Monday, November 14, 2016

The Cat Lady

To call this "a gem" would be an understatement. This is a fucking treasure chest. Technically, it belongs to a different era, but who cares? Artistically it's just fantastic. There aren't many games like this and there probably won't ever be. Granted, not everyone will like it given its peculiarities, but is there something that everyone likes?

You are Susan Ashworth, a woman that has killed herself. Your intro to the game is her suicide note. And suddenly her beautiful, narrating voice transports you into her nightmare and all that happened after she ingested the pills.  
This is a very intense story about depression, sorrow, friendship and sisterhood. For once it's really not about men, and it doesn't sport sexy girls in any shape or form. It is a deeply introspective travel into the mind of a forty years old woman who has chosen to end her own life, but gets forced into a series of events which will make her fight her own struggle with newfound tools.

It's hard to say anything without spoilering something, but this really is a surprising game best enjoyed without too many forewords. Lynch inspired nightmares fade comfortably into mundane scenes, and spikes of pure horror and gore do not interfere with the emotionally charged exchanges between Susan and the people she meets. The bad interface is what you'd expect from a 90s game, including dialogues slowed down by the way the engine works, but as soon as you'll get over it you will be teleported in a eerie, oppressive, dark but fascinating dimension full of character, characters, and stories to tell. Sure, there are times where you feel things have been cut too abruptly, and it would be great if some characters and topics could be explored even further, but here's probably where concessions to the limited funds had to be made. The author is an actual nurse working in a hospital, and according to him he still makes games on his free time as a hobby.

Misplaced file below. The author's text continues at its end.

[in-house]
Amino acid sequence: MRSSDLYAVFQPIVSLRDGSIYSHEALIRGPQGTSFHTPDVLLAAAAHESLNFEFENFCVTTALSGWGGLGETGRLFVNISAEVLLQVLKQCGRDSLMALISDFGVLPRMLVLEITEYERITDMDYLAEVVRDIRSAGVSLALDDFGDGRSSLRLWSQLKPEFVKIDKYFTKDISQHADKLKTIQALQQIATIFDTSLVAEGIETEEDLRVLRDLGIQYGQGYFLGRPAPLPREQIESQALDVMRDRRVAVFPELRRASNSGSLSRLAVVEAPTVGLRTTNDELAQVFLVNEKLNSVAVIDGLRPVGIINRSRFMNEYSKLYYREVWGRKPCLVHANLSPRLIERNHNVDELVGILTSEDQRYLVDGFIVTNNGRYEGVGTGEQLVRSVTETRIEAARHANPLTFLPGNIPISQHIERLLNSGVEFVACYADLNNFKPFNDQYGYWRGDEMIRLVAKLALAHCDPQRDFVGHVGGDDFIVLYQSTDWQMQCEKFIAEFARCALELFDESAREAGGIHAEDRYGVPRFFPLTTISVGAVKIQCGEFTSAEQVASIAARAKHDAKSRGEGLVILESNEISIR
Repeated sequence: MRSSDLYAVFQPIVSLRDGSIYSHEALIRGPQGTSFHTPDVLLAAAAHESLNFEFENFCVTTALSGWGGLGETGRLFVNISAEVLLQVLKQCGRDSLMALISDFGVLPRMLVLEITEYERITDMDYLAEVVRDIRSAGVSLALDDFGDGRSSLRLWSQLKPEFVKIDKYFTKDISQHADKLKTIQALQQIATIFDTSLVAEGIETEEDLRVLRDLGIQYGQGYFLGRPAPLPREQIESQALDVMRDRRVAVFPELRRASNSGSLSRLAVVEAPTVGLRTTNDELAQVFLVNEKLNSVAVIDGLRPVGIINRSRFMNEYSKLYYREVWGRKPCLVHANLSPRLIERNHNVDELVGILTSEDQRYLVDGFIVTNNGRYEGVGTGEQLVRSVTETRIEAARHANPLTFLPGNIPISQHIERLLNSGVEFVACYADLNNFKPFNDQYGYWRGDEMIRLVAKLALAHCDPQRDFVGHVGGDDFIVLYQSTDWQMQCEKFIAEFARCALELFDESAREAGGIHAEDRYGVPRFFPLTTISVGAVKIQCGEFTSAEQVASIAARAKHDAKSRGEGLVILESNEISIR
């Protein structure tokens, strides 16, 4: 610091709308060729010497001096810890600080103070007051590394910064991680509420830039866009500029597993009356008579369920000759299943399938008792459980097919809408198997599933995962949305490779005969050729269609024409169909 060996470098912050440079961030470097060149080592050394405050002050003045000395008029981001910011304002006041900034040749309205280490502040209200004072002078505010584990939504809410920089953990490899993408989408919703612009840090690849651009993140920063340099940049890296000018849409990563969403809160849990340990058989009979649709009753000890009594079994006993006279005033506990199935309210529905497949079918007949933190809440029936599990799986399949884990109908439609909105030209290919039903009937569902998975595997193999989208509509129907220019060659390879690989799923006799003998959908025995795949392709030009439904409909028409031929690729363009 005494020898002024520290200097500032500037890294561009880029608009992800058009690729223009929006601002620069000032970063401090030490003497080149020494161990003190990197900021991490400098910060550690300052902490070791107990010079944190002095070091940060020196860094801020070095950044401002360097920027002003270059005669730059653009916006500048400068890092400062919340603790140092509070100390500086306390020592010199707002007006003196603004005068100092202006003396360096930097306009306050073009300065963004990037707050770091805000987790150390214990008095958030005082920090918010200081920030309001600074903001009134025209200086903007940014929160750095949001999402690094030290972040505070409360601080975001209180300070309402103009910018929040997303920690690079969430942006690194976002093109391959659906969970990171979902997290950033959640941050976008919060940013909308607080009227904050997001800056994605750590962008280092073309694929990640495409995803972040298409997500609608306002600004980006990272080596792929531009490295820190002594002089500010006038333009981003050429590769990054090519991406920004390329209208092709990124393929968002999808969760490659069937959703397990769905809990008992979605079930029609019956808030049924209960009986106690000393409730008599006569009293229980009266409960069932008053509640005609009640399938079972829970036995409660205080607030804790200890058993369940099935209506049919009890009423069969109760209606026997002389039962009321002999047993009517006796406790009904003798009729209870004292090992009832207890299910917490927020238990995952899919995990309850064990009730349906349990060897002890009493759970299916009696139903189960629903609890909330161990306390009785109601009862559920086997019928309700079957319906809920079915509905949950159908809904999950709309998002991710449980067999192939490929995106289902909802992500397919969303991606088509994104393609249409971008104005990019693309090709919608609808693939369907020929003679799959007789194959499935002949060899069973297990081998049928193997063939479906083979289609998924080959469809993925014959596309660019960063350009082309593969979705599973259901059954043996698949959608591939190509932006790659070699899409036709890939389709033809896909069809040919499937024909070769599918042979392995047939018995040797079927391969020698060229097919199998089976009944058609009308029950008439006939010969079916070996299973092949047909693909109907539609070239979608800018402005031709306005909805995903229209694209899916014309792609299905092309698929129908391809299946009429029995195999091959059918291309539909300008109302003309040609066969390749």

It's not a long game (it can be finished in 6 - 8 hours) and the puzzles are super easy, which is good because they don't trip the narration. The artistic direction is just incredible for a game of this kind, and the music is very good and perfectly placed. Even in big AAA productions it's rare to find a game where the soundtrack and songs blend so well with everything else, so imagine my delight when I realized what a good job Mr. Mihalski has done here.

Rating: The Cat Lady is fantastic.


Post a Comment

<< Home